This is the first novel we have read all year in which the Nigerians have been given, clearly, western names. So far we have encountered, among others, Sunday, Elvis, Beatrice, Godfrey, Joseph, Innocent, Redemption, and Comfort. While reading I couldn’t help but contemplate the significance of these names. When I began reading the novel I assumed that these names were nicknames, but as it became clear that they weren’t I wondered about their meanings in light of Nigeria being a post-colonial nation. On one level I feel that is blatantly illustrates the effects of colonialism, as the usage of these English words as names as well as culturally English names it is the dismissal of Nigerian culture in exchange for the assimilation to Western culture. Perhaps, just as knowledge of the English language allows a Nigerian better to compete in the business world, these western names are a further attempt to fit in with the newly modernized Nigeria. It makes me think of the argument that some black Americans are prejudiced against for their “ghetto” names and feel that they need to have “white” names to be taken seriously.

Is it common in Nigeria for people to be named such things as Elvis and Redemption? In Half of a Yellow Sun, which is set merely 20 years earlier, none of the characters have English names, instead we have Olanna, Kainene, and Odenigbo. The only characters in Graceland, thus far, that seem to have authentically Nigerian names are Onye and Okon. Both Onye and Okon are older so perhaps it is a generational thing?

On another level I wonder if it is not so much a cultural critique, but instead a literary technique to expose or emphasize something about each character. Elvis, rather appropriately, impersonates Elvis for a living. Sunday essentially lives every day as if it were a day of rest. Comfort’s character originally provides comfort to Sunday after the death of his wife.  I cannot help but be reminded of Baby from Half of a Yellow Sun who was named after what she was… a baby. The only issue I have with this theory is that it doesn’t apply to all characters as not all characters are given a name that has another meaning, Beatrice and Uncle Joseph for example. Perhaps the significance of names will become clearer as the novel continues.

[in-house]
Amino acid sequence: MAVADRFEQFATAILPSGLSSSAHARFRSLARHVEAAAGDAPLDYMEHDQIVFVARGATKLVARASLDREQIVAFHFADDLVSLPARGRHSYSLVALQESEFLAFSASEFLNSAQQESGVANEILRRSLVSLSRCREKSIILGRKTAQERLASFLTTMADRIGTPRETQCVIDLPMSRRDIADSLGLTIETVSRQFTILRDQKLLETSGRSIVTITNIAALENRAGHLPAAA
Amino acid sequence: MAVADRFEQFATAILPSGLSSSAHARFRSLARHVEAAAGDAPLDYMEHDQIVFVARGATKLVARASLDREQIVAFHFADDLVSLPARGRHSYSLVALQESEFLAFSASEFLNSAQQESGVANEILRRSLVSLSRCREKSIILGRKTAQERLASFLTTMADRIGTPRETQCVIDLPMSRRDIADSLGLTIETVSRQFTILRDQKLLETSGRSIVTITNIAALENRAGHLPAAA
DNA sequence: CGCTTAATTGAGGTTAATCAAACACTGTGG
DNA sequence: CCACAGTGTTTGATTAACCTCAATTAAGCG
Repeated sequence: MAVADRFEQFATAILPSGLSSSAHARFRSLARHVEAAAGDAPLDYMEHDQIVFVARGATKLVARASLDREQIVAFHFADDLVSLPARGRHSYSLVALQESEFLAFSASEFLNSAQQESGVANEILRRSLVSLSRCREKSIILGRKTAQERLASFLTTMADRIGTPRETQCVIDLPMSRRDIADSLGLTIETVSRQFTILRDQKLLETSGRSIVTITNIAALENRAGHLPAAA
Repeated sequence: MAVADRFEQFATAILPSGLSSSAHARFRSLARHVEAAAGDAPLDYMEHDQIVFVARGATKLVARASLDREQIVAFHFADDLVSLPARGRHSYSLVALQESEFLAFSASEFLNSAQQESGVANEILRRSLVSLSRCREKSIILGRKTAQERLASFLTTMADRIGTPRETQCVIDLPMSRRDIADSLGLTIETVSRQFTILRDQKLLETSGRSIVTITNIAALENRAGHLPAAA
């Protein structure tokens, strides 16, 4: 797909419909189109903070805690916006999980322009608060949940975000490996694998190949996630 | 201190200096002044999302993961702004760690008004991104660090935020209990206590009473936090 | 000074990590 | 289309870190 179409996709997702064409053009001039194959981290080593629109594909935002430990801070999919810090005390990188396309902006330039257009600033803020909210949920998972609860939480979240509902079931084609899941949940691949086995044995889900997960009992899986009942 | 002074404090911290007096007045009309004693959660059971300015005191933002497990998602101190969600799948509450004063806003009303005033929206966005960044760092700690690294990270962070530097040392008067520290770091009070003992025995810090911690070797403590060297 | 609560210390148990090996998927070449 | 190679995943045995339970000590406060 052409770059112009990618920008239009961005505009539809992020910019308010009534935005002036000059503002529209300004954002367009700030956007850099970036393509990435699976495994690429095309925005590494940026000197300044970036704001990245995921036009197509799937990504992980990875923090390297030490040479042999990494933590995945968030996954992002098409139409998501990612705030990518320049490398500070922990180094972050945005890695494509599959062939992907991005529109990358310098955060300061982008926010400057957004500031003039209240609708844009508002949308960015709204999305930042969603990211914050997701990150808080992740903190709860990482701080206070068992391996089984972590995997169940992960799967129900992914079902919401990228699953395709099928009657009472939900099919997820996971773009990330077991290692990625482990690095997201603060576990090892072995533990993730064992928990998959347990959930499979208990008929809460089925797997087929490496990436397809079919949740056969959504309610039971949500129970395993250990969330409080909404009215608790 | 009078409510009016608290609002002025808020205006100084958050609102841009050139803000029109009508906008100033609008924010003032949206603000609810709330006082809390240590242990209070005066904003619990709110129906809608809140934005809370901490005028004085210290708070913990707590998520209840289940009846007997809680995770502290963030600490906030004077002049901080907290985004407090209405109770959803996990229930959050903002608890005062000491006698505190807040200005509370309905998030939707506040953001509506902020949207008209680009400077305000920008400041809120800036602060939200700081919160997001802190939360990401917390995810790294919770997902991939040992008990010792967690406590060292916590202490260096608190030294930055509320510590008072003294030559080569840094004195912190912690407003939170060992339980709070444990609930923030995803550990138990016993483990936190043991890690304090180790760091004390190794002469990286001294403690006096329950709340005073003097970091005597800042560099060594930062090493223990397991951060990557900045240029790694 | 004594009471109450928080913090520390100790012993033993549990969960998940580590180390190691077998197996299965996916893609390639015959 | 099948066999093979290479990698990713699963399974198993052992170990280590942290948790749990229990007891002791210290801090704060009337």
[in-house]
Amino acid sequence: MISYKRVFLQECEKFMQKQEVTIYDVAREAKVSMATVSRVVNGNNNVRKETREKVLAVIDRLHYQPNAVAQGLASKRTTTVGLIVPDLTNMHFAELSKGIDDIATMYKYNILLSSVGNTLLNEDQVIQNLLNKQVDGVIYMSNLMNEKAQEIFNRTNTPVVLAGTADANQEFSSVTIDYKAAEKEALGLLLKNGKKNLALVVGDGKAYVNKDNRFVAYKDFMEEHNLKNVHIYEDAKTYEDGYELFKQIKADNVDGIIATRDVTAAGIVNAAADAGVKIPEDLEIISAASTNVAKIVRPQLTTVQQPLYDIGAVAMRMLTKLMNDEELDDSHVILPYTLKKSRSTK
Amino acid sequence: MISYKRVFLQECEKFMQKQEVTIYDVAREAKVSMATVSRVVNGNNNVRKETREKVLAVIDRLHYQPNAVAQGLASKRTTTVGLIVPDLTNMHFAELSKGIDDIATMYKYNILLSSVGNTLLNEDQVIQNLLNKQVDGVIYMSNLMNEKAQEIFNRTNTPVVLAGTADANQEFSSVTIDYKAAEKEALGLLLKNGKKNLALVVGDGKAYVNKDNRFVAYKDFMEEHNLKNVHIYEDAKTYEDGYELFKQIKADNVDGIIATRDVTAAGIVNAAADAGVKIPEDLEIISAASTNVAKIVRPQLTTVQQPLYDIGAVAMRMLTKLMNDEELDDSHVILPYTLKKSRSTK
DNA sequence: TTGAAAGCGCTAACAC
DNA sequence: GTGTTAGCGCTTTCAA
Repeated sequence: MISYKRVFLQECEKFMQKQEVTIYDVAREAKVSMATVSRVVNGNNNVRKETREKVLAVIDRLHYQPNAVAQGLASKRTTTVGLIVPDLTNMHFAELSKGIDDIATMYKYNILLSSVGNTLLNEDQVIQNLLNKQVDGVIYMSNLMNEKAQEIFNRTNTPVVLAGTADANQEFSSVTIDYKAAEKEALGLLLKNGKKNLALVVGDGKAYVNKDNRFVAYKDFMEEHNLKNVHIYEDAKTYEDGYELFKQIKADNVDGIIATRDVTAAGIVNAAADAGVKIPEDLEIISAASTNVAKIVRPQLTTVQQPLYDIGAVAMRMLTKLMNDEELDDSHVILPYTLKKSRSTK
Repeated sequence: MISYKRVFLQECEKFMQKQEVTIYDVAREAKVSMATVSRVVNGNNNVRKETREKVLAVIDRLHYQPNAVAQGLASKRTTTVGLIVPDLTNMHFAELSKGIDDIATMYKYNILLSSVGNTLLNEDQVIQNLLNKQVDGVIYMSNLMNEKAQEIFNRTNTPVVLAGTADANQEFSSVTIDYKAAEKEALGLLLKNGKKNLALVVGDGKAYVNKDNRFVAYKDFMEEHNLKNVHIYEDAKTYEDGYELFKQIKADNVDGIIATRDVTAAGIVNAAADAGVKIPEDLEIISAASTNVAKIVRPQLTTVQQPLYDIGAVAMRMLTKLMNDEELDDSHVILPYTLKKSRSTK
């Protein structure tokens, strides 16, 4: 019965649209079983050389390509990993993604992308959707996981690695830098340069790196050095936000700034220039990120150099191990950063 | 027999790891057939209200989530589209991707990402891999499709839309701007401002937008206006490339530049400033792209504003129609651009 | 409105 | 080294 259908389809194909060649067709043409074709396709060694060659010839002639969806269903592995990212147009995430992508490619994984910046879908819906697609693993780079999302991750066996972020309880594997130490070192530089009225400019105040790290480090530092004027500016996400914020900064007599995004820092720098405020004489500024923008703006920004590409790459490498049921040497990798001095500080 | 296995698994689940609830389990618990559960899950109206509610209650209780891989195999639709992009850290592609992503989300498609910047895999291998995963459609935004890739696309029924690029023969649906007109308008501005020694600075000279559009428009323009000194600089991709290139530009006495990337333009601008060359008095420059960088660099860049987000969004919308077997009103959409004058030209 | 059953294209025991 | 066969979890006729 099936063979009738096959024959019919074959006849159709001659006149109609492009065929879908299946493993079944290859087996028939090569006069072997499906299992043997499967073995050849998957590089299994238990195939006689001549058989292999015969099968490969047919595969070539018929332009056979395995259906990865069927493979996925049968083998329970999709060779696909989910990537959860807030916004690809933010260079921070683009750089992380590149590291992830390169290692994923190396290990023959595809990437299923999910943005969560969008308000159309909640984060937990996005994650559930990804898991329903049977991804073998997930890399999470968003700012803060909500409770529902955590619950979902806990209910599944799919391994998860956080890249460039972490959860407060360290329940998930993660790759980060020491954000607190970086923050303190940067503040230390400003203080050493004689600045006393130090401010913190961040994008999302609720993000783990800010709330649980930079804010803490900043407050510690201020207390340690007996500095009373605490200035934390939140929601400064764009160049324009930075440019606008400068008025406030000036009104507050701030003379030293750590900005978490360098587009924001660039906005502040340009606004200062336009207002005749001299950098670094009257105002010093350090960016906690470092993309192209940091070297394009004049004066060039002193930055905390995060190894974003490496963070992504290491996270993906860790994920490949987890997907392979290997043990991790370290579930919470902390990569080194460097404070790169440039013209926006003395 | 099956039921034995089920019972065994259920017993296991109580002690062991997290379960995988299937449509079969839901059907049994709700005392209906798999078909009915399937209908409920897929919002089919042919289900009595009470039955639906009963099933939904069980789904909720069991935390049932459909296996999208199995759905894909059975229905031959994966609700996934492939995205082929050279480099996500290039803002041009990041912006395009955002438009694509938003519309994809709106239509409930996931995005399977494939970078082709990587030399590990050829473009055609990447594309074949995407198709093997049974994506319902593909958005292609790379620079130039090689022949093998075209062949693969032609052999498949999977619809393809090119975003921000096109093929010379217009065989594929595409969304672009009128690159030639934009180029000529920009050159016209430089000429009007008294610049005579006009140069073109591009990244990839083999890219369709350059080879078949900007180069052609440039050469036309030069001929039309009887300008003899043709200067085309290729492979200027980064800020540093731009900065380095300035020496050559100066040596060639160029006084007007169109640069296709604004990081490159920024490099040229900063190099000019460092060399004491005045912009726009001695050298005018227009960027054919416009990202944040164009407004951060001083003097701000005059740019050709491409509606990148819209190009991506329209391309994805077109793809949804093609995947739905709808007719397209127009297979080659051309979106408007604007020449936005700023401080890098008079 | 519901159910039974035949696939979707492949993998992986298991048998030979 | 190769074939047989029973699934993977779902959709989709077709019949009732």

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About juliannatwiggs

I'm a sophomore at AU majoring in IS-International Development and minoring in French.

One response »

  1. karadim says:

    The significance of names was a struggle of mine as well. I feel like it is a literary technique for the characters who are most influential to Elvis so far. Redemption does ‘save’ Elvis from unemployment and poverty by providing him jobs. However, I think of Sunday and Comfort as conflicting with their names. Sunday acts how one is thought not to act on a holy day — alcoholic and abusive. Comfort is anything but comforting to anyone in the family. I don’t know if she really provided comfort to even his father since he still is abusive and drunk consistently from the time Elvis’s mother was alive but ill. This might be a stretch, but Beatrice seems to stand for the loving, hopeful character for Elvis, and might act as a guide of hope like Beatrice in Dante’s Inferno – guiding Elvis out of ‘hell.’ Again it very well might be a stretch, but given that there are several references to literature and music, it’s plausible. I do also agree with you about the names of the older generation, or those who are held back by tradition as Oye, Efua and others. I think this shows the modern push on the traditional during this time.

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